Brazilian Journal of Probability and Statistics

Comparing consensus Monte Carlo strategies for distributed Bayesian computation

Steven L. Scott

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Abstract

Consensus Monte Carlo is an algorithm for conducting Monte Carlo based Bayesian inference on large data sets distributed across many worker machines in a data center. The algorithm operates by running a separate Monte Carlo algorithm on each worker machine, which only sees a portion of the full data set. The worker-level posterior samples are then combined to form a Monte Carlo approximation to the full posterior distribution based on the complete data set. We compare several methods of carrying out the combination, including a new method based on approximating worker-level simulations using a mixture of multivariate Gaussian distributions. We find that resampling and kernel density based methods break down after 10 or sometimes fewer dimensions, while the new mixture-based approach works well, but the necessary mixture models take too long to fit.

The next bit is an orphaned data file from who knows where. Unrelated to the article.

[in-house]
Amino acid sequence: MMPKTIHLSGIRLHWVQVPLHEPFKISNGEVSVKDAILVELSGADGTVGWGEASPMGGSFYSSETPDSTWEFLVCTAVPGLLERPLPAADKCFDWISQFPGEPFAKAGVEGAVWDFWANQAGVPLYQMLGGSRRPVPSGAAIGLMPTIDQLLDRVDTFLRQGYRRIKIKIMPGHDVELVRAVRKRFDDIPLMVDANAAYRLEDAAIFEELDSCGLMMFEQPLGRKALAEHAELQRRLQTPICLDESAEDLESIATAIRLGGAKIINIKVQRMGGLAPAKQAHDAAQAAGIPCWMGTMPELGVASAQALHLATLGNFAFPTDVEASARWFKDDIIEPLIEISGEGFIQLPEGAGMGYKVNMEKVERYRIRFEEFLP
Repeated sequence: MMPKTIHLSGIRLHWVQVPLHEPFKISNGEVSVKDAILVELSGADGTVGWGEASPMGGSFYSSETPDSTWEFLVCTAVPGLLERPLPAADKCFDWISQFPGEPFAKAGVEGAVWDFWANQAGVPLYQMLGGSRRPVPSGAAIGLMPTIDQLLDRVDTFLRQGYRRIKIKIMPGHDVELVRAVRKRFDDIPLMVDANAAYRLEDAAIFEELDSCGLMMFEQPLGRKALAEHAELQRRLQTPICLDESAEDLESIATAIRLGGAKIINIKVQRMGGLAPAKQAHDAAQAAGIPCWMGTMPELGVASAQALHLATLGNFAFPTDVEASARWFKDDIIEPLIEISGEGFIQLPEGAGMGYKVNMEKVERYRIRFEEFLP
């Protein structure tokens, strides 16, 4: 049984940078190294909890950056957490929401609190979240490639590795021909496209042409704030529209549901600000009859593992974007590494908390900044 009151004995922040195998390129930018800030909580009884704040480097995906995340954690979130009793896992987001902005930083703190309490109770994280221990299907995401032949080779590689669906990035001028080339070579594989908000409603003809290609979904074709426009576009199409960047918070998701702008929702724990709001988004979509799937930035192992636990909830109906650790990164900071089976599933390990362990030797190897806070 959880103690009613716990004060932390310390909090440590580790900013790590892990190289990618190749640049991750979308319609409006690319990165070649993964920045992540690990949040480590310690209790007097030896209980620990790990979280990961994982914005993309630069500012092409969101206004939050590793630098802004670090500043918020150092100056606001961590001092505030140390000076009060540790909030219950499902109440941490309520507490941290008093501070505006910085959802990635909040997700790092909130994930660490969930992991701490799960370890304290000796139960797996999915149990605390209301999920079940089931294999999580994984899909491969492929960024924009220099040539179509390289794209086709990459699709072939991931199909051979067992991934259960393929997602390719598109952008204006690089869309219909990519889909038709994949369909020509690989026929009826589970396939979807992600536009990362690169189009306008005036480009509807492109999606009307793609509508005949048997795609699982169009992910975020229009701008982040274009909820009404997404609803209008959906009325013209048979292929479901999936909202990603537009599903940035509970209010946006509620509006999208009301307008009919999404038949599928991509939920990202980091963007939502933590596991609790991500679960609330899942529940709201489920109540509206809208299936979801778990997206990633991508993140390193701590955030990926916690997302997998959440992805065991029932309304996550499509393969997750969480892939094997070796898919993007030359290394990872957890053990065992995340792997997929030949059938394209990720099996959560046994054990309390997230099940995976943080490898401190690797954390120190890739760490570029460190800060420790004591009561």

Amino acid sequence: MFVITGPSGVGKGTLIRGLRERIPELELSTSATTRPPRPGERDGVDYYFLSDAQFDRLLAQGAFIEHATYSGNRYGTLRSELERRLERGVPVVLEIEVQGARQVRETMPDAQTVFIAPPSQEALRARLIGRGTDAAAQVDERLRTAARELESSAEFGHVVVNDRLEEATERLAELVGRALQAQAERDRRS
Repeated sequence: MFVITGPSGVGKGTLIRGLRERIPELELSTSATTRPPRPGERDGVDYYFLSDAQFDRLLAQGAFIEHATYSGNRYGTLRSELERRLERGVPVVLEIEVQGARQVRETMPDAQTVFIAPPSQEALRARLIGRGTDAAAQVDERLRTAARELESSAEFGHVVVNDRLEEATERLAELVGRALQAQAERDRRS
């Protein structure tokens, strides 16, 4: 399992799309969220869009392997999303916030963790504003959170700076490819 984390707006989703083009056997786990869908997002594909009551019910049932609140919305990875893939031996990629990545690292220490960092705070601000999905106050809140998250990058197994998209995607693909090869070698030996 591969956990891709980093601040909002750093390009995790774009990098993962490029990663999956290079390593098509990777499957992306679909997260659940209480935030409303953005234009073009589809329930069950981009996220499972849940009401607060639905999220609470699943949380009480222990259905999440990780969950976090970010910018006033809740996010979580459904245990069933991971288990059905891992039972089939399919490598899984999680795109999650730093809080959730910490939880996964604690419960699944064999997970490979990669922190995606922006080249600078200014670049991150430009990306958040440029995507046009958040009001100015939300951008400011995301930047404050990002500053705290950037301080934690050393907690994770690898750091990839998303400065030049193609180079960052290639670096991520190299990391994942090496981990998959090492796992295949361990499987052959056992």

Article information

Source
Braz. J. Probab. Stat., Volume 31, Number 4 (2017), 668-685.

Dates
Received: December 2016
Accepted: April 2017
First available in Project Euclid: 15 December 2017

Permanent link to this document
https://projecteuclid.org/euclid.bjps/1513328760

Digital Object Identifier
doi:10.1214/17-BJPS365

Mathematical Reviews number (MathSciNet)
MR3738171

Zentralblatt MATH identifier
1385.65008

Keywords
Big data cloud computing Bayesian modeling

Citation

Scott, Steven L. Comparing consensus Monte Carlo strategies for distributed Bayesian computation. Braz. J. Probab. Stat. 31 (2017), no. 4, 668--685. doi:10.1214/17-BJPS365. https://projecteuclid.org/euclid.bjps/1513328760


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